Matta Getting Bench Involved

Ohio State head coach Thad Matta has heard about the constant questioning about the use - or lack thereof - of his bench over the course of the past few seasons. This year, however, Matta has liked what he's seen out of his reserves enough to get a lot of them into the game for important minutes.

It's not likely Thad Matta was able to remain oblivious to fans' concerns regarding his philosophy on the dispersion of his team's minutes over the course of the last few seasons.

If the Ohio State head coach somehow remained unaware of his sometimes-controversial stance on switching his lineup, reporters made it a point to ask questions about the topic enough to keep him abreast.

Matta, however, has to feel like he's escaped the criticism this season regarding his bench use. He even felt it was more appropriate to point out a reporter who broached the subject with Northwestern head coach Bill Carmody, who has used starters Jon Shurna and Dave Sobolewski in nearly every minute of Big Ten play to this point.

This year, Matta doesn't view himself as the expert on keeping his starters on the floor and his bench players in their warmups. Instead, the coach has taken a game-by-game approach to how to shuffle reserves into the game for crucial minutes.

"A lot of it is just an understanding," Matta said, describing what has changed in his youthful team to alter the flow of what had otherwise been a rather tight rotation. "We have been fortunate to get those guys a lot of minutes throughout the course of the season, but also through practice.

"I see each guy coming in every day doing things better, having a better understanding of how we're trying to do things. Like I have always said, when you get into this part of the season, tryouts are over. I like what I am seeing."

Impressing Matta in practice is the secret for any inexperienced player hoping to get onto the floor during a game. The head coach even admitted to keeping primary players on the floor late in blowouts if reserves hadn't earned their time by doing the right things in practice.

But that hasn't been the case this season. The first players off the bench have varied quite a bit in comparison to what has been seen in years past – specifically during Big Ten play.

"I think honestly it is a game-by-game situation," Matta said of this year's rotation. "Who is playing well and what they're bringing to the table has a lot to do with it."

In the fourth-ranked Buckeyes' most recent victory over No. 20 Michigan at Value City Arena on Jan. 29 – a 66-49 win that gave the team sole possession of first place in the Big Ten standings – Matta subbed four reserves into the game in the first half.

Those players – freshman guards Shannon Scott and Sam Thompson, sophomore J.D. Weatherspoon and junior transfer Evan Ravenel – might not have seen any minutes if the game were played a month ago, especially when considering they all checked in during crucial first-half moments of a close contest.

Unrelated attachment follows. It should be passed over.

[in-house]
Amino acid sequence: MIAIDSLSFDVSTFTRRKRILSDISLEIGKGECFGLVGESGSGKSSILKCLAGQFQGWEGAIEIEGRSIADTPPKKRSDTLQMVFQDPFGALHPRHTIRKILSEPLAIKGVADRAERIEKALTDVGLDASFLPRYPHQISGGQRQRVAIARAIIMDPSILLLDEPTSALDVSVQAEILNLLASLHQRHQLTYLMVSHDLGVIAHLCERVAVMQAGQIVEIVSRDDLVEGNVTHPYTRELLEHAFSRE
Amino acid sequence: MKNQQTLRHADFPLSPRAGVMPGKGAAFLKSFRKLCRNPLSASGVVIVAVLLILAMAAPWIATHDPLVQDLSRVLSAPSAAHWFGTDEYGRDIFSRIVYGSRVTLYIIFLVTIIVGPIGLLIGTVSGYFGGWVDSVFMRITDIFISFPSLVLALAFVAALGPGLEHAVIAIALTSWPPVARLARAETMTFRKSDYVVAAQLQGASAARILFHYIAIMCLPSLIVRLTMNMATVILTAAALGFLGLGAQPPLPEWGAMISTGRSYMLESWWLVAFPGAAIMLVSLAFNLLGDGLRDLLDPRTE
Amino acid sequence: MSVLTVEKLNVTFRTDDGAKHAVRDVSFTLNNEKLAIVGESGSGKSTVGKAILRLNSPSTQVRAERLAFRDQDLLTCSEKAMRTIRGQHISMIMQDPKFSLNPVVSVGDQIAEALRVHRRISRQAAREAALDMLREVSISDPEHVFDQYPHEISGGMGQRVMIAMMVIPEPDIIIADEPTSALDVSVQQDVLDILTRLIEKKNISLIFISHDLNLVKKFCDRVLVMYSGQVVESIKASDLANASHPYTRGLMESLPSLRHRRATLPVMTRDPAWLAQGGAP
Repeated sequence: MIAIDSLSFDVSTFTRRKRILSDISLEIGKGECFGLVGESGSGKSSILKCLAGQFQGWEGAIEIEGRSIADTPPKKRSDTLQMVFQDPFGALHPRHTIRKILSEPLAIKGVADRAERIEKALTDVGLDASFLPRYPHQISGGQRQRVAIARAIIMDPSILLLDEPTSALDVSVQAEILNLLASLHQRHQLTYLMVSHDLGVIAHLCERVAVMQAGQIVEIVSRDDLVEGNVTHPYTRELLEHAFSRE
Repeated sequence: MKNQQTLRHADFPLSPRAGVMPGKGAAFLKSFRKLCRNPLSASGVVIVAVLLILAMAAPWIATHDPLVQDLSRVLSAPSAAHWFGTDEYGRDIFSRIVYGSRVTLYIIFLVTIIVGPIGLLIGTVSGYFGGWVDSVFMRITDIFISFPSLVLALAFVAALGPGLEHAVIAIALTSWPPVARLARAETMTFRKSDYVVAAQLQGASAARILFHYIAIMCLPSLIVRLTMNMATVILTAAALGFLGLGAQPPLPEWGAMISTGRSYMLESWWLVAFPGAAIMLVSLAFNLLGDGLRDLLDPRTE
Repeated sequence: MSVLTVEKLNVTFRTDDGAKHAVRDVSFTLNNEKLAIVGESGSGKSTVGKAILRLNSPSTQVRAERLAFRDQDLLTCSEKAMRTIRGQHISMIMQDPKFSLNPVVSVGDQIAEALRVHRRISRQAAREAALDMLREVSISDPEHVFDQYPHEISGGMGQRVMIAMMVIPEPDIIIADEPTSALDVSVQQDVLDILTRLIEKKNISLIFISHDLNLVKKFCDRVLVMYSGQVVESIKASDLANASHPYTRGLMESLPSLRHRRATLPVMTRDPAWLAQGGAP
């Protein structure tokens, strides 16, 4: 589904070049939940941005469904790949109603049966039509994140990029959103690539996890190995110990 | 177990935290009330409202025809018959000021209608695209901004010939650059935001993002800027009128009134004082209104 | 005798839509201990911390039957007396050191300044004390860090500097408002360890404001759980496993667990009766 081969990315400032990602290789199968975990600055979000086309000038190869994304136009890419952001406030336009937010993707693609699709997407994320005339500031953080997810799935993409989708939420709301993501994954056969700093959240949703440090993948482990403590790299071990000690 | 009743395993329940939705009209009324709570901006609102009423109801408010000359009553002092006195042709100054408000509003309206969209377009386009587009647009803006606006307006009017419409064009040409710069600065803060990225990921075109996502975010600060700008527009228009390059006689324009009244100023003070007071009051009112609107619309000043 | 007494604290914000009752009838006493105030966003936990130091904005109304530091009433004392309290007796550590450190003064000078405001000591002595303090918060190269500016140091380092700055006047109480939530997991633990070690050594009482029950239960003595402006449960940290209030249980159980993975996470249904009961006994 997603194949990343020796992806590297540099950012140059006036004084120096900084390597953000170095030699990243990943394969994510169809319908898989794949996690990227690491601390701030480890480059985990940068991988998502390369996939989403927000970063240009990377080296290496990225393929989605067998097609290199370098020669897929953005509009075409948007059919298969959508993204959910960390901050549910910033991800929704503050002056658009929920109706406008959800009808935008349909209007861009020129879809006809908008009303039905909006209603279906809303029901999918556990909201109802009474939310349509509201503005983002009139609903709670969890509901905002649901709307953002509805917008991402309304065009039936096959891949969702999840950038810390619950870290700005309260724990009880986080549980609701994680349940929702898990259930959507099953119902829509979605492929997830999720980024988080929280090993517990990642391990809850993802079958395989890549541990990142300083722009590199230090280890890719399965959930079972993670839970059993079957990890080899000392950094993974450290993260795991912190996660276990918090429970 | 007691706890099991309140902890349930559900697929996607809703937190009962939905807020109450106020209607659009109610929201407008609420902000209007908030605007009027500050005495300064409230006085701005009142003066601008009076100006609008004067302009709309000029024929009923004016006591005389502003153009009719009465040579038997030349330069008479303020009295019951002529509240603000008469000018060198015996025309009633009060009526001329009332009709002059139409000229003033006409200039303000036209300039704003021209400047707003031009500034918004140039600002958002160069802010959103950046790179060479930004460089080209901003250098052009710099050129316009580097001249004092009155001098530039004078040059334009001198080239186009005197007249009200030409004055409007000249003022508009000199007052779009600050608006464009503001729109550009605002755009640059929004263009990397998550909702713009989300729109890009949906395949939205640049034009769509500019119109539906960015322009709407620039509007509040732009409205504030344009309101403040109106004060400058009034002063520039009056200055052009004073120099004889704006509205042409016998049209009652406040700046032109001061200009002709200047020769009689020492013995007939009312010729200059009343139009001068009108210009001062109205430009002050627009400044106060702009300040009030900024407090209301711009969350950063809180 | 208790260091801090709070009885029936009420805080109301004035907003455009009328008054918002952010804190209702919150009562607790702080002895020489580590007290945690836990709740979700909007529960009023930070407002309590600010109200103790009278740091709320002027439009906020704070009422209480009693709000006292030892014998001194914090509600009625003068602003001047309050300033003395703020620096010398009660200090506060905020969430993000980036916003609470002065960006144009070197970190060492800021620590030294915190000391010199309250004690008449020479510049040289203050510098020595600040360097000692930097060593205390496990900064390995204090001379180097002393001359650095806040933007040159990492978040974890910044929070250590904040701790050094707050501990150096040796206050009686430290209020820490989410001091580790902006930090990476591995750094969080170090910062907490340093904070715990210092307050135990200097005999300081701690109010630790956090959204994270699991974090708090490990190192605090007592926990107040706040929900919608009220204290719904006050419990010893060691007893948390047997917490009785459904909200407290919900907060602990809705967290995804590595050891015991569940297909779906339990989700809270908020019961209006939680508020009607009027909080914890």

"I think Coach Matta is starting to trust more players, and you are seeing that in how many different people come into the games," sophomore guard Lenzelle Smith Jr. told BSB. "We have really been working hard in practice, and that has been noticed in the games. All of us have been playing really well together.

"It just makes the entire team closer when you know more than six or seven players are contributing. We are really playing well as a team and everyone has a role."

Through half of the Big Ten schedule, William Buford (32.9 minutes per game) is the only player on the roster who averages over 30 minutes per contest. Last season, all five players in Matta's starting lineup averaged 31 minutes or more. This season, Matta has six reserves who average more than 6½ minutes per game, four of whom have double-digit averages if you include Jordan Sibert's 9.9. A year ago, only two reserves averaged more than six minutes per game during conference play.

"We have a ton of guys who bring different things off the bench," said sophomore point guard Aaron Craft, who was named the Big Ten's Sixth Man of the Year last season. "I think that makes us dangerous because we can give multiple guys some different looks. It is an advantage when we're able to switch our look up on other teams."

Perhaps the evolution of Matta's bench philosophy is deceiving, especially because there have been extenuating circumstances that would cause inflated numbers in minutes for the team's reserves.

Not only did Ohio State lose David Lighty and Jon Diebler – two veterans who rarely came off the floor last season – the Buckeyes have made winning in blowout fashion rather routine this year.

Ohio State's showdown with Michigan was no exception, as the Buckeyes took what was shaping up to be a close battle and turned it into a 15-point victory. Ohio has blown out 13 opponents by more than 20 points in Columbus this season.

Though Matta has never been concerned about players running out of steam in March when they're played consistently for 40 minutes per game during the regular season, the head coach admitted he'd like to maintain a certain level of defensive intensity throughout each game. Moving players on and off the floor earlier in games can often have lasting effects during those individual contests.

"I've always felt like if we had more depth, we could maybe keep our pressure and our intensity at a higher level as we went through the Big Ten season," Matta said. "I think to this point they've done a pretty good job with that."

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